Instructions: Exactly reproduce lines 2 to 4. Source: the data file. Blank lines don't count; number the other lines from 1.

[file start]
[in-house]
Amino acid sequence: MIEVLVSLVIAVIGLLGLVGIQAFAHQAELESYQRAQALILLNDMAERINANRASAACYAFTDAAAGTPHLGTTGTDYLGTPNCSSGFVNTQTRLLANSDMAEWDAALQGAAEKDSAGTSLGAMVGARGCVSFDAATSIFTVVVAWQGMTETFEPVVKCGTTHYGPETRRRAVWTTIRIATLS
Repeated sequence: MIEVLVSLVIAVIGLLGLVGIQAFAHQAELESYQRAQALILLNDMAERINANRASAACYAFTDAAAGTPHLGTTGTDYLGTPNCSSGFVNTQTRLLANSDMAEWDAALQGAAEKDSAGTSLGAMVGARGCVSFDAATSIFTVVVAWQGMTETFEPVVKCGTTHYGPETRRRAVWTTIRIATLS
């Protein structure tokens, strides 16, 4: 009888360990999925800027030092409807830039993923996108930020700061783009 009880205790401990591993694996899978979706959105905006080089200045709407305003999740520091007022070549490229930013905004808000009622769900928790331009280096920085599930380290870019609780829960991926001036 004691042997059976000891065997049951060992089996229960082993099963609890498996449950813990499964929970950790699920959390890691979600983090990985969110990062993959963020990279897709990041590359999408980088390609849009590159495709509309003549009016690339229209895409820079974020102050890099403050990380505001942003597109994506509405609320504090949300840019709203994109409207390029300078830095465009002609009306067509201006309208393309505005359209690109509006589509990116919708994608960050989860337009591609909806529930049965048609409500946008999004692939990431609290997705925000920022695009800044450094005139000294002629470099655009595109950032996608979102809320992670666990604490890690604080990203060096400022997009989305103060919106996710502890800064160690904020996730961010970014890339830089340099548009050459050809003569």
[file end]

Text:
Amino acid sequence: MIEVLVSLVIAVIGLLGLVGIQAFAHQAELESYQRAQALILLNDMAERINANRASAACYAFTDAAAGTPHLGTTGTDYLGTPNCSSGFVNTQTRLLANSDMAEWDAALQGAAEKDSAGTSLGAMVGARGCVSFDAATSIFTVVVAWQGMTETFEPVVKCGTTHYGPETRRRAVWTTIRIATLS
Repeated sequence: MIEVLVSLVIAVIGLLGLVGIQAFAHQAELESYQRAQALILLNDMAERINANRASAACYAFTDAAAGTPHLGTTGTDYLGTPNCSSGFVNTQTRLLANSDMAEWDAALQGAAEKDSAGTSLGAMVGARGCVSFDAATSIFTVVVAWQGMTETFEPVVKCGTTHYGPETRRRAVWTTIRIATLS
């Protein structure tokens, strides 16, 4: 009888360990999925800027030092409807830039993923996108930020700061783009 009880205790401990591993694996899978979706959105905006080089200045709407305003999740520091007022070549490229930013905004808000009622769900928790331009280096920085599930380290870019609780829960991926001036 004691042997059976000891065997049951060992089996229960082993099963609890498996449950813990499964929970950790699920959390890691979600983090990985969110990062993959963020990279897709990041590359999408980088390609849009590159495709509309003549009016690339229209895409820079974020102050890099403050990380505001942003597109994506509405609320504090949300840019709203994109409207390029300078830095465009002609009306067509201006309208393309505005359209690109509006589509990116919708994608960050989860337009591609909806529930049965048609409500946008999004692939990431609290997705925000920022695009800044450094005139000294002629470099655009595109950032996608979102809320992670666990604490890690604080990203060096400022997009989305103060919106996710502890800064160690904020996730961010970014890339830089340099548009050459050809003569």